Filed Under: Big Fat Lies

Fat The New Tobacco, Eh?

“Heart And Stroke Foundation Warns Fat Is The New Tobacco,” reads a press release from the Canadian health group. Across the pond, doctors’ organizations in Britain issued a press release today headlined: “Reducing And Preventing Obesity — Everything Must Change.” Dozens of media outlets in both countries regurgitated this fat hysteria. Predictably, along with the sky-is-falling rhetoric, both the British and Canadian groups want to regulate what people eat. They call for the reformulation of popular foods, marketing restrictions, and subsidized salads. In Canada, they also want calorie counts, fat grams, and other nutritional information plastered on menus, and an end to the common practice of discounting generous portions.

To their credit, neither the British nor the Canadian reports limit their recommendations to onerous food restrictions. The Canadians note that only 43 percent of their population is physically active, and both groups call for increased levels of exercise. However, as we’ve come to expect, those old ideas of personal responsibility and personal choice play no role in their recommendations.

The Canadian and British groups have entirely adopted the corrosive philosophy of Kelly Brownell, the father of the “fat tax.” They all deemphasize personal responsibility, and blame the “food environment” for obesity. The British report goes so far as to condemn what they call “victim-blaming.” One is tempted to ask: Victim of what? Of an ever-expanding menu of inexpensive and tasty food? As Dr. Gerard J. Musante, a Duke University psychiatrist and founder of a weight-loss clinic, pointed out at a Congressional hearing last fall:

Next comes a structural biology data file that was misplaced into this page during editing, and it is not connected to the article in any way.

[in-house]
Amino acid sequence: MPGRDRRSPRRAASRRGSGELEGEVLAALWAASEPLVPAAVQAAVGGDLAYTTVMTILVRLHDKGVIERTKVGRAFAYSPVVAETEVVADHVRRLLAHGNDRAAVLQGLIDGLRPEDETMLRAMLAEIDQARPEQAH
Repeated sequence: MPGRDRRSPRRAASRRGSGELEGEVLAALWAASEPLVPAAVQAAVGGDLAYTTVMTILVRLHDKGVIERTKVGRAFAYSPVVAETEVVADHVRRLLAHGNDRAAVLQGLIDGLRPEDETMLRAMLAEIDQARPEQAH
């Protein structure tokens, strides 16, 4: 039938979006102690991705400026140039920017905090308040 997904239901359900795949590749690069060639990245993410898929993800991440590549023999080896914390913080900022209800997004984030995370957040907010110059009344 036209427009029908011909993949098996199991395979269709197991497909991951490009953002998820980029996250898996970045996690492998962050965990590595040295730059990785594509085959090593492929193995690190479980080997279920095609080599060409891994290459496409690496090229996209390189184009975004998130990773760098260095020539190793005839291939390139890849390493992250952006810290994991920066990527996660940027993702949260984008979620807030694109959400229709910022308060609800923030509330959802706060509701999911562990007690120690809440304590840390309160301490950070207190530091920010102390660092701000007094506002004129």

Through working with obese patients, I have learned that the worst thing one can do is to blame an outside force to get themselves “off the hook,” to say it’s not their fault, and that they are a victim. To do this can bring about feelings of helplessness and then resignation. Directing blame or causality outside of oneself allows the individual not to accept responsibility and perhaps even to feel helpless and hopeless.

With personal responsibility out the window and obesity hysteria setting in, it might not be long now before Canadians and Brits start down the path — first blazed by America — of fat taxes and obesity lawsuits.

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